The only Americans who should be shocked anymore by our cultural debasement are those who have not been paying attention to the country we have become. There is very little left that should shock or surprise anyone.
The catalog of coarseness is exhaustive. Masturbation is aped on national television as a form of hilarity. Roughly half of all men in the U.S. look at, or are addicted to, pornography; the percentage of women is lower but climbing. The killing of the more than 3,000 unborn children who are aborted daily hangs like an anvil on the national soul. The concept of childhood innocence has been reduced to preventing the sexual abuse of girls and boys; that it could refer to such things as ignorance of sexually explicit information or the happy trust a child offers the world at large evidently is too much to ask.
In the arts, crudeness often substitutes for creativity. Use terms like “good, true and beautiful” and the groans of the post-modern elite can be heard for miles around. Purportedly sophisticated language theory renders straightforward statements incomprehensible.
Most of us still frown upon incest, the sexual abuse of children, and public performance of sexual acts. Yet even these are not universal convictions; search any of these issues online, and one will find that each is advocated by a surprisingly large and articulate collation of persons and groups.
Public shame is almost unknown and modesty is more foreign than the burka. Our media continually make the unspoken but clear and insistent argument that sexual pleasure (a) is the chief end of man and (b) has no meaningful consequences when indulged (c) through whatever means the radically autonomous individual wishes to pursue.
To the discerning Christian, these things are not just troubling but deeply painful. The statistics on divorce, cohabitation, abortion, out-of-wedlock births, addiction to drugs or alcohol, etc. are indisputable proofs of a people in moral free-fall. Our indignation is tempered by a humble grief; even the redeemed struggle too much with sin, and we have done too little to stop the cascade of sludge seeping into all aspects of our culture.
Yet thankfully, Jesus did not instruct His followers to pray, “Give us this day our daily lament.” There is much to decry, but this also means that there are many opportunities to serve. The ongoing corrosion of our culture should be an incentive to minister Christian grace and truth to those so in need of them.
Additionally, we should never lose heart. We do not know if God will take the “prophetic minority” so aptly described by Russell Moore and use it to bring great change to our nation. And we also know that whatever the course of history, the Lord of heaven and earth is guiding and controlling it. We can depend on, and rest in, that great truth.
It remains disappointing that too often, many in the believing church are so self-preoccupied that they are startled by reports of vileness and irreverence in popular culture and the college classroom. Many Christians are shocked when they learn of the breadth and depth of cultural decline, but they shouldn’t be. The televised prurient antics of the pitiful Miley Cyrus should come as no surprise to anyone. Her kind of performance is readily and regularly available on MTV at any time, and given that all but a relative handful of homes have cable television, it’s likely that her performance was, to millions of Americans, rather old-hat.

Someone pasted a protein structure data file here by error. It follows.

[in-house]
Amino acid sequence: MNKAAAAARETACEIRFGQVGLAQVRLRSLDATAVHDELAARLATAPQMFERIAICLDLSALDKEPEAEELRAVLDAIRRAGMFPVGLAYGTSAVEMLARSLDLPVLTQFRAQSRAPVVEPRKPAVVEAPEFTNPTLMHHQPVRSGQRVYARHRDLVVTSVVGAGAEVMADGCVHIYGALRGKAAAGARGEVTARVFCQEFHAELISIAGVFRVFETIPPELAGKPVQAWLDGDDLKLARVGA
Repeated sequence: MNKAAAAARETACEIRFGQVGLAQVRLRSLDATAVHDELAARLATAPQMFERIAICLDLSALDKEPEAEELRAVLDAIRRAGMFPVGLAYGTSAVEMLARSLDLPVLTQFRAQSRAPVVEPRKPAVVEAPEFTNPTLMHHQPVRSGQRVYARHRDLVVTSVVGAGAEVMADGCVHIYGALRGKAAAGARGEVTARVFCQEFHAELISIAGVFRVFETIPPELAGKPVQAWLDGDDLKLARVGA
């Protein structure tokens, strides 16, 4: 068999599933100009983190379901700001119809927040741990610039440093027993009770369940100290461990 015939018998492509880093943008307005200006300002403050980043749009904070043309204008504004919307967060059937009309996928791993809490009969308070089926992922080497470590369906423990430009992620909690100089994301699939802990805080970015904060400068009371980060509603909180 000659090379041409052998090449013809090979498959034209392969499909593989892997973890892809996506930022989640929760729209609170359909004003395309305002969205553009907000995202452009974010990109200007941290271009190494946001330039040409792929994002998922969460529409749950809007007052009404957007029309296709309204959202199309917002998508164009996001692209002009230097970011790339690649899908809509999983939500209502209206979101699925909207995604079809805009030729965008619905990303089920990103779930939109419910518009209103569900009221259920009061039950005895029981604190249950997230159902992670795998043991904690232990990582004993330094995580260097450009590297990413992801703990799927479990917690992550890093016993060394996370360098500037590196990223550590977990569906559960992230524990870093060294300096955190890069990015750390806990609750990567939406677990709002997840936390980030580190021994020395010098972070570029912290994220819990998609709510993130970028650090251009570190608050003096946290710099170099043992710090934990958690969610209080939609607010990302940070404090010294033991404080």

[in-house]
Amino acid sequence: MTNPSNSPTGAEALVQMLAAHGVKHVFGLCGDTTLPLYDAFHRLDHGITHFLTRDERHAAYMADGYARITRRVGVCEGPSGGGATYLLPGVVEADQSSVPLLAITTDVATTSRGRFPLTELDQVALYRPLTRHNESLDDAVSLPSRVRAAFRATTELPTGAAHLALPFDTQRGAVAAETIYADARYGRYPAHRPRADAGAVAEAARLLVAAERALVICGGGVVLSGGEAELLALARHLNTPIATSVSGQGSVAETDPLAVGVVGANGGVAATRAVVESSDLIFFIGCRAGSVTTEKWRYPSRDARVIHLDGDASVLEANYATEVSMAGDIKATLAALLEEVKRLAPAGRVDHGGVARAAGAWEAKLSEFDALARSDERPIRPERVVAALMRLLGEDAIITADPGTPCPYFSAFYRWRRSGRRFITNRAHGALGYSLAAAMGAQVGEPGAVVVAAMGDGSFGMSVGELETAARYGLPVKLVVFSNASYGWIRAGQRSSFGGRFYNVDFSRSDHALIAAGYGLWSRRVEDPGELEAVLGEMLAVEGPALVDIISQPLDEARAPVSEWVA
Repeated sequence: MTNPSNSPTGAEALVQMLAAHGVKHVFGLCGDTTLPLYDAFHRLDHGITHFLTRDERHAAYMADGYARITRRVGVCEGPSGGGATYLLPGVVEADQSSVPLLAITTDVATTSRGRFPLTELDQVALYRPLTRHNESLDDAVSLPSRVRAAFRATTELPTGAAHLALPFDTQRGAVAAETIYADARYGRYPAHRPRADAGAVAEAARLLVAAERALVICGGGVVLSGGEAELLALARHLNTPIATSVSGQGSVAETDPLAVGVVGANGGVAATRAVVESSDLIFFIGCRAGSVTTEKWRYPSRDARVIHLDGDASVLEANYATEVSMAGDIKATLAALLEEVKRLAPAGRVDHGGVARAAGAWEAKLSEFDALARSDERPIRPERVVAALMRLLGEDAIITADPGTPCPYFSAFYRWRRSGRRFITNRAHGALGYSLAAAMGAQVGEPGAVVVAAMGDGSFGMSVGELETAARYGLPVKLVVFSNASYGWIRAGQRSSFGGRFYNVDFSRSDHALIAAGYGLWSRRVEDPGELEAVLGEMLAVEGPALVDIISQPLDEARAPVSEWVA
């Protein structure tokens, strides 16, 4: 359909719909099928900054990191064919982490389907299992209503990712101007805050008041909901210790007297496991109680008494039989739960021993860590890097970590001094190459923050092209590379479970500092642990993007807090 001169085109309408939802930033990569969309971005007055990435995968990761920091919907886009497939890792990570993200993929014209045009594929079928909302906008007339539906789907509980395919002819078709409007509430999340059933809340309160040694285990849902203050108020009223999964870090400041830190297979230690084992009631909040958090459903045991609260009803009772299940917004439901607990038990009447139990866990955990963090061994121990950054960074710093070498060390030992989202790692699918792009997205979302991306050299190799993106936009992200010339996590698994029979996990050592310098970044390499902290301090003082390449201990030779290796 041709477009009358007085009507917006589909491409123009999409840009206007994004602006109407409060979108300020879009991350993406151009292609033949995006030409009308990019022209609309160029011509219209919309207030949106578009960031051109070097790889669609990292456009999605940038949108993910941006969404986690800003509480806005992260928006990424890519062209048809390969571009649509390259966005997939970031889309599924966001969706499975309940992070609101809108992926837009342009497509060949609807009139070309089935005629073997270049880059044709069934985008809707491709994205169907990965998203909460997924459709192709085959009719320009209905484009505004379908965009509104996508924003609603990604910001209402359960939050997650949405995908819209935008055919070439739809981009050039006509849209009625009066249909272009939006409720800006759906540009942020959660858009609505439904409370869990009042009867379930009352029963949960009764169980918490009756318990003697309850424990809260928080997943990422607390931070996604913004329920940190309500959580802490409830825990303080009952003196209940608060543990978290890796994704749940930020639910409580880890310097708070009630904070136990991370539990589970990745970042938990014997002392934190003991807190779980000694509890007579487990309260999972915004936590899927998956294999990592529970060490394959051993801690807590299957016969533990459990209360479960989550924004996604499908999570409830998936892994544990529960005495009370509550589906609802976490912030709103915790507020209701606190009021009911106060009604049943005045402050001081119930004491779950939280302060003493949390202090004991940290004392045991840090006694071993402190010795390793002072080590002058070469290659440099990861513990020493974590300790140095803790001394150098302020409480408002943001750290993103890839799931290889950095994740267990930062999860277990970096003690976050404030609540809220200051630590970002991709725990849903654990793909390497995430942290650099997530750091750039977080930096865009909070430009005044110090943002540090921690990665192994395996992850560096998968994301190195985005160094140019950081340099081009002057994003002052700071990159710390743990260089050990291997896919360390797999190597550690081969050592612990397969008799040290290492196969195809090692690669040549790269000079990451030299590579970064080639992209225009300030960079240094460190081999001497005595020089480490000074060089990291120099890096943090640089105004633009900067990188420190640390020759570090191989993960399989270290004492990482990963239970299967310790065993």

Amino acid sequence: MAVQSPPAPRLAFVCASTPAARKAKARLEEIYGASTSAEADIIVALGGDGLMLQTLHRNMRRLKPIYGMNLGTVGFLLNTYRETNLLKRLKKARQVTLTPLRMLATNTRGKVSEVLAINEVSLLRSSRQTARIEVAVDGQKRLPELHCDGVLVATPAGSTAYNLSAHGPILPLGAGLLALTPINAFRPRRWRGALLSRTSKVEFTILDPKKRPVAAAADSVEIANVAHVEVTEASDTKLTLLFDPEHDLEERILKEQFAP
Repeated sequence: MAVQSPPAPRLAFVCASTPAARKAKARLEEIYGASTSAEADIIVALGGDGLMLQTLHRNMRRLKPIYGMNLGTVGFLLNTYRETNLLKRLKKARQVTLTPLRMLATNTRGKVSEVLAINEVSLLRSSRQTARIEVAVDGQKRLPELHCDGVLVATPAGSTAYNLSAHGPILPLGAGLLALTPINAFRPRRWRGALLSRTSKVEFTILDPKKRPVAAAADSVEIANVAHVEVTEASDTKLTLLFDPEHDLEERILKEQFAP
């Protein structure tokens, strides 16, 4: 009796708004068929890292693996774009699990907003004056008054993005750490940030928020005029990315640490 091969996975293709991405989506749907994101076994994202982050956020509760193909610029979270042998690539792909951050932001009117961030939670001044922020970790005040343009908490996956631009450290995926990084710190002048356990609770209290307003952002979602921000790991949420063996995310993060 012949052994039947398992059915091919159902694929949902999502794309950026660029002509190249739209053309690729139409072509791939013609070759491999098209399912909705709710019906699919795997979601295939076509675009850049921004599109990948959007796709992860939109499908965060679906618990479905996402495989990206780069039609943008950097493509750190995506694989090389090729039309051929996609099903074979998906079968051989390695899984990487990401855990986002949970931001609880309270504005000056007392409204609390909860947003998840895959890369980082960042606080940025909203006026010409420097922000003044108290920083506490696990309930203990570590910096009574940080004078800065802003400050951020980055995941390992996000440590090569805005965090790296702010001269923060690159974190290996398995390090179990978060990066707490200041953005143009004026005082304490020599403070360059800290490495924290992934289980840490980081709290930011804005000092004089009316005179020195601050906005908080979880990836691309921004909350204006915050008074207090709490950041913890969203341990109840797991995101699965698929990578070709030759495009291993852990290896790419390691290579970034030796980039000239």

Who are we kidding? Network television relies substantially on the supposed comedy of illicit and/or deviant sexual partnerships to maintain audience share. Among our most popular books are those featuring adultery and vampirism. And to suggest that something might not just be “inappropriate” but “wrong” is to violate an unspoken pact with the forces of relativism to which all thoughtful people are supposed to adhere.
To express surprise upon learning of a university forum for “porn stars,” the inability of high school students to differentiate between honor and self-gratification, “music” that glorifies misogyny, murder and mayhem, and the epidemic of alcoholism among adolescents is only to reveal one’s inattention to the society around us.
It is in this cultural milieu, one in which the line between decline and fall is becoming more and more difficult to distinguish, that Christians can provide the light and warmth and clarity of the Gospel and live out its tenets with countercultural abandon. To stand with and for Christ is to affront the zeitgeist and, as a result, cannot but come with cost.
And there is still a surprise that is new every morning: the God of the Bible offers redemption to persons enmeshed in sin. That includes you and me. This message should for all followers of Jesus be a daily reminder that as long as God exists, there is hope for individuals and peoples. Joy never ceases to surprise.
Rob Schwarzwalder is senior vice president at the Family Research Council.